Wednesday Wisdom

Take care of your finances

In the insta-famous culture we live in you have to have the most and the most expensive  things money can buy. Its not enough to have a new BENZ you have to have a BMW as well, and be on your way to a Ferrari. You cant just have a significant other either. Your significant other most be the as “popping” as you. In addition to your significant other you have to have a laundry list if “options” you can call at the drop of a dime to do as you ask them too.

Pay your debts as soon as you can. The more you owe on a higher interest rate the more you have to pay eventually . Its east to dig yourself into a hole with credit cards and pay advance loans. trying to impress people by living a lifestyle you cant readily afford . Its hard going through life and feeling like you are less than but with the right financial disciple you can live the life you want plus more. You have to pay your bills on time. You cant over spend on leisure activities or be wasteful.

Find someone that is on the same path as you mentally when it comes to money management. You and your significant other should be on the same page as far as saving for the future and making sure your finances are in order. My wife and I are working on building our own personal savings and a joint savings. Make sure you are in a relationship with someone that is willing to sacrifice as much as you so the both of you can win.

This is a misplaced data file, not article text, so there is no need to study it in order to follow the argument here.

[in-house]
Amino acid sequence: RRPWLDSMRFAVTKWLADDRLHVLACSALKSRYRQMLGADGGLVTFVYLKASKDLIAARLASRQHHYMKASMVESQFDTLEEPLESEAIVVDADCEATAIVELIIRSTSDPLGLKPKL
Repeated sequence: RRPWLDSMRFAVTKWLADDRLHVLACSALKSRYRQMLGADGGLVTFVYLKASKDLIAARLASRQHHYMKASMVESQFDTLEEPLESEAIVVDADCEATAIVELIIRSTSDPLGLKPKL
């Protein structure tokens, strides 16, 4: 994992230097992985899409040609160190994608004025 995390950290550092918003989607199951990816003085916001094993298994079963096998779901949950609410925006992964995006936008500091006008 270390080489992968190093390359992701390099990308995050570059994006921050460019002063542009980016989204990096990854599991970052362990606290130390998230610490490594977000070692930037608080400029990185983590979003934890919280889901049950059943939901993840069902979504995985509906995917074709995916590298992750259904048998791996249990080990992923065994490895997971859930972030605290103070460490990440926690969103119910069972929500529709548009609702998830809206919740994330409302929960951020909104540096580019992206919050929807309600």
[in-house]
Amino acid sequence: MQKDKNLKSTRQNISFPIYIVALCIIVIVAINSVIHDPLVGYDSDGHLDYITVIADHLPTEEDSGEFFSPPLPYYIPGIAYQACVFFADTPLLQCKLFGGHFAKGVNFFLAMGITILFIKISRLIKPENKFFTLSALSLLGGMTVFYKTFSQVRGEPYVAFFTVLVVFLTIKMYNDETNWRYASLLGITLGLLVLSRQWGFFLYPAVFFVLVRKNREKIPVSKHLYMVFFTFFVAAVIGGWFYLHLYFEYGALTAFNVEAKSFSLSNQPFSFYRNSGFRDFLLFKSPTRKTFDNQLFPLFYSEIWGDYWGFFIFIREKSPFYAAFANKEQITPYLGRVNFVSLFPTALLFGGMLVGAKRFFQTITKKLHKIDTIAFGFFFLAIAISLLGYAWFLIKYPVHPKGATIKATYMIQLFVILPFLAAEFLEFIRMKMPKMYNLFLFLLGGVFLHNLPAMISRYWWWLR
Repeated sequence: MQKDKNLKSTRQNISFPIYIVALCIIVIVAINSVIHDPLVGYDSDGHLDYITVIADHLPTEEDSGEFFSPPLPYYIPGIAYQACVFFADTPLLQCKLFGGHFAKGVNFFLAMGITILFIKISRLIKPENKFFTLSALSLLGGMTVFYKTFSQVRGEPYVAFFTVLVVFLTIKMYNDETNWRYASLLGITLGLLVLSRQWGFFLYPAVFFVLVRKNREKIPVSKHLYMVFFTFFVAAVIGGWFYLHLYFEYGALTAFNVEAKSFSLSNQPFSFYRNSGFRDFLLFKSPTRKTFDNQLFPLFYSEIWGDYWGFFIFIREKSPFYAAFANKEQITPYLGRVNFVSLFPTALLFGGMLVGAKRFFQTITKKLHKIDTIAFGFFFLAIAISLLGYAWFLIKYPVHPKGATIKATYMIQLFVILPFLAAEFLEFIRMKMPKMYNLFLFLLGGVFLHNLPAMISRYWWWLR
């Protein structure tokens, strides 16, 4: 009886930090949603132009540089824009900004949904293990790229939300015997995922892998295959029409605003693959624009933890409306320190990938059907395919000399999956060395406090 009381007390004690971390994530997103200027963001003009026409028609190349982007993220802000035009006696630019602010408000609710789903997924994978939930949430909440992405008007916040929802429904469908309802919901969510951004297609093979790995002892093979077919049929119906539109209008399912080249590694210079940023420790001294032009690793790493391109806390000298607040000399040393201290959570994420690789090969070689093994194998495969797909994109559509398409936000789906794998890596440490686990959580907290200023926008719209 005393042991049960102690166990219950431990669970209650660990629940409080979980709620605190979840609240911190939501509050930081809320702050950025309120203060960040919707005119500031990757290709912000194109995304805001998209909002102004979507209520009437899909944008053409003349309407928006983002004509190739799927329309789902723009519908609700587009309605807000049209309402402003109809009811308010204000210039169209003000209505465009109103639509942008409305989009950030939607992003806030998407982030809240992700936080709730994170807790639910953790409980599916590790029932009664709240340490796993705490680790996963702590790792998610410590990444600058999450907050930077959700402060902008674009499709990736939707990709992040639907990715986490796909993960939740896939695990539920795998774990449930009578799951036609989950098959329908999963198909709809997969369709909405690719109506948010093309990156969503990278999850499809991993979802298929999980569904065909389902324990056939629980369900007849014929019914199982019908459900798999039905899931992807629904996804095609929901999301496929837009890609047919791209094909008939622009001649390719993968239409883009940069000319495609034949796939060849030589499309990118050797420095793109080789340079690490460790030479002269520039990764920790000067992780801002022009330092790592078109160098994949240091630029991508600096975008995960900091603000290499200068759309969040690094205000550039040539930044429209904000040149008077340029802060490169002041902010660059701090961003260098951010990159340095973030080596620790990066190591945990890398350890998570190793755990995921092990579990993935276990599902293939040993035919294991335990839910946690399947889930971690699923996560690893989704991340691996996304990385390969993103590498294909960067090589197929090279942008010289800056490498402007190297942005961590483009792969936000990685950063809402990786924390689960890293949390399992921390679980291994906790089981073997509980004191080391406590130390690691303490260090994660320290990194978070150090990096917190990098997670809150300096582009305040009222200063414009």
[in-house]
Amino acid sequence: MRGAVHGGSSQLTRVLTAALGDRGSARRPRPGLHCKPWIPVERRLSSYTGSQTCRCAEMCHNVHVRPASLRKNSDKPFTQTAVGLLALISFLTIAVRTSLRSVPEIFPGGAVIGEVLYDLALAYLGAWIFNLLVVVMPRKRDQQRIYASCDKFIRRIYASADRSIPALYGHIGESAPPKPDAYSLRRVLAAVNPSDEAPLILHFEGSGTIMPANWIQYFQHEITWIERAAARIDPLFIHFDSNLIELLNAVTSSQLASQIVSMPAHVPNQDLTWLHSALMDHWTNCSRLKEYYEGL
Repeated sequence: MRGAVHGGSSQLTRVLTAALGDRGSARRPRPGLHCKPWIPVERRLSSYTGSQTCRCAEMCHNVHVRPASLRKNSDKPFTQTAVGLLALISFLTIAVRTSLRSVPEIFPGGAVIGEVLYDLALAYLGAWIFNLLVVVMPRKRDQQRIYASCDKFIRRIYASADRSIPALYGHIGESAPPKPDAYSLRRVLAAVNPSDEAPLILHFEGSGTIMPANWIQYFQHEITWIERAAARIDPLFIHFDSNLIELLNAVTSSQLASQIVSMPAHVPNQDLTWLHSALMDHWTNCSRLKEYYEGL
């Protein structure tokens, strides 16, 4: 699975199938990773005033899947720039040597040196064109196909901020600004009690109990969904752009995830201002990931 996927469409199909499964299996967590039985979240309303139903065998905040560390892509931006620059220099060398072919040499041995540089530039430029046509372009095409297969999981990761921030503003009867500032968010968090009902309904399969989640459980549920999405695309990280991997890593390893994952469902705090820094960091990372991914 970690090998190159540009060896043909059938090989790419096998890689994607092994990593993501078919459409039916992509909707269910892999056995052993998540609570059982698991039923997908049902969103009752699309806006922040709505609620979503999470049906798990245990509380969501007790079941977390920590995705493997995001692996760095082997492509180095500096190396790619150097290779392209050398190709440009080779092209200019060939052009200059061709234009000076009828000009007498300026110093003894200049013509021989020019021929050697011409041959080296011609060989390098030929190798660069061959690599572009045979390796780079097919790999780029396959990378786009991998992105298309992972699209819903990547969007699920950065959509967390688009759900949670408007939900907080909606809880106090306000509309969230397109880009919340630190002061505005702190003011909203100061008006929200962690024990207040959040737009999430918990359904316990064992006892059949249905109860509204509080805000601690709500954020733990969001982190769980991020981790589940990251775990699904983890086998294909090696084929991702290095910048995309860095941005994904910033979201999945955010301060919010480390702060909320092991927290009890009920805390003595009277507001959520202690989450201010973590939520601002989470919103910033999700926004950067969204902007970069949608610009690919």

50/20/30 Broken Down

The 50/20/30 guideline can be easy to follow because it splits everything into three main categories:

1. Fixed Costs
These are bills and expenses that don’t vary much from month to month, like rent or mortgage payments, utilities and car payments. We also include subscriptions, such as gym memberships and Netflix accounts, in fixed costs because you’re committed to paying them on a monthly basis.

When it comes to fixed costs, we generally suggest that you aim to keep your monthly total no more than 50% of your take-home pay.

2. Financial Goals
Consider putting at least 20% of your take-home pay toward important payments or contributions that will help you secure your financial foundation. These are things like paying down credit card debt, saving for retirement and building an emergency fund. But your financial goals can also include larger savings priorities like a down payment on a new home.

3. Flexible Spending
Finally, consider budgeting no more than 30% of your take-home pay toward flexible spending. These are day-to-day expenses that can vary from month to month, like eating out, groceries, shopping, hobbies, entertainment, or gas.

We include groceries in flexible spending because even though food is a necessity in your budget, how you spend on food can vary. Some weeks you might eat out more, while others you may buy more groceries to cook at home.

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